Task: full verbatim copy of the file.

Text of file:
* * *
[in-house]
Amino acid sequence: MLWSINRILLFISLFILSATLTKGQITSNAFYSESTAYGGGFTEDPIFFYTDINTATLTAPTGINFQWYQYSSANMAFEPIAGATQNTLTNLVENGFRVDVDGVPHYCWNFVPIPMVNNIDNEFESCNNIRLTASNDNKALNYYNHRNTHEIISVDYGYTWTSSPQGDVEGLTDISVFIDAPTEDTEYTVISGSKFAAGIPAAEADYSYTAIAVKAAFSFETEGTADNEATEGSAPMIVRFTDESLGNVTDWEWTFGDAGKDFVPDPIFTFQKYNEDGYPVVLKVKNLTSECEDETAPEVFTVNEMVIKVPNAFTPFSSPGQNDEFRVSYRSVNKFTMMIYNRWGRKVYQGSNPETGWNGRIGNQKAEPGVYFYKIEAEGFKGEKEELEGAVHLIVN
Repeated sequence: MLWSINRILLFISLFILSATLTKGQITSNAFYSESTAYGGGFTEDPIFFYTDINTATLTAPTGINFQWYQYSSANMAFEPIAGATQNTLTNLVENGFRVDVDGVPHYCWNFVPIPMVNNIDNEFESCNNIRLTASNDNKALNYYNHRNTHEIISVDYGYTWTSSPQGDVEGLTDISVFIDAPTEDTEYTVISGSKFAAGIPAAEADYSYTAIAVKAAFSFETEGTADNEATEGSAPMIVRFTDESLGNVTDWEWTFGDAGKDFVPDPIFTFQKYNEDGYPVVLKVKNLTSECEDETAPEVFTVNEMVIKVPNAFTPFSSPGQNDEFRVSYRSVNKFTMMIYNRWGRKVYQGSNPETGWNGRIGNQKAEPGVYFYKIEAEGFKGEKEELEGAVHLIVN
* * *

[in-house]
Amino acid sequence: MLWSINRILLFISLFILSATLTKGQITSNAFYSESTAYGGGFTEDPIFFYTDINTATLTAPTGINFQWYQYSSANMAFEPIAGATQNTLTNLVENGFRVDVDGVPHYCWNFVPIPMVNNIDNEFESCNNIRLTASNDNKALNYYNHRNTHEIISVDYGYTWTSSPQGDVEGLTDISVFIDAPTEDTEYTVISGSKFAAGIPAAEADYSYTAIAVKAAFSFETEGTADNEATEGSAPMIVRFTDESLGNVTDWEWTFGDAGKDFVPDPIFTFQKYNEDGYPVVLKVKNLTSECEDETAPEVFTVNEMVIKVPNAFTPFSSPGQNDEFRVSYRSVNKFTMMIYNRWGRKVYQGSNPETGWNGRIGNQKAEPGVYFYKIEAEGFKGEKEELEGAVHLIVN
Repeated sequence: MLWSINRILLFISLFILSATLTKGQITSNAFYSESTAYGGGFTEDPIFFYTDINTATLTAPTGINFQWYQYSSANMAFEPIAGATQNTLTNLVENGFRVDVDGVPHYCWNFVPIPMVNNIDNEFESCNNIRLTASNDNKALNYYNHRNTHEIISVDYGYTWTSSPQGDVEGLTDISVFIDAPTEDTEYTVISGSKFAAGIPAAEADYSYTAIAVKAAFSFETEGTADNEATEGSAPMIVRFTDESLGNVTDWEWTFGDAGKDFVPDPIFTFQKYNEDGYPVVLKVKNLTSECEDETAPEVFTVNEMVIKVPNAFTPFSSPGQNDEFRVSYRSVNKFTMMIYNRWGRKVYQGSNPETGWNGRIGNQKAEPGVYFYKIEAEGFKGEKEELEGAVHLIVN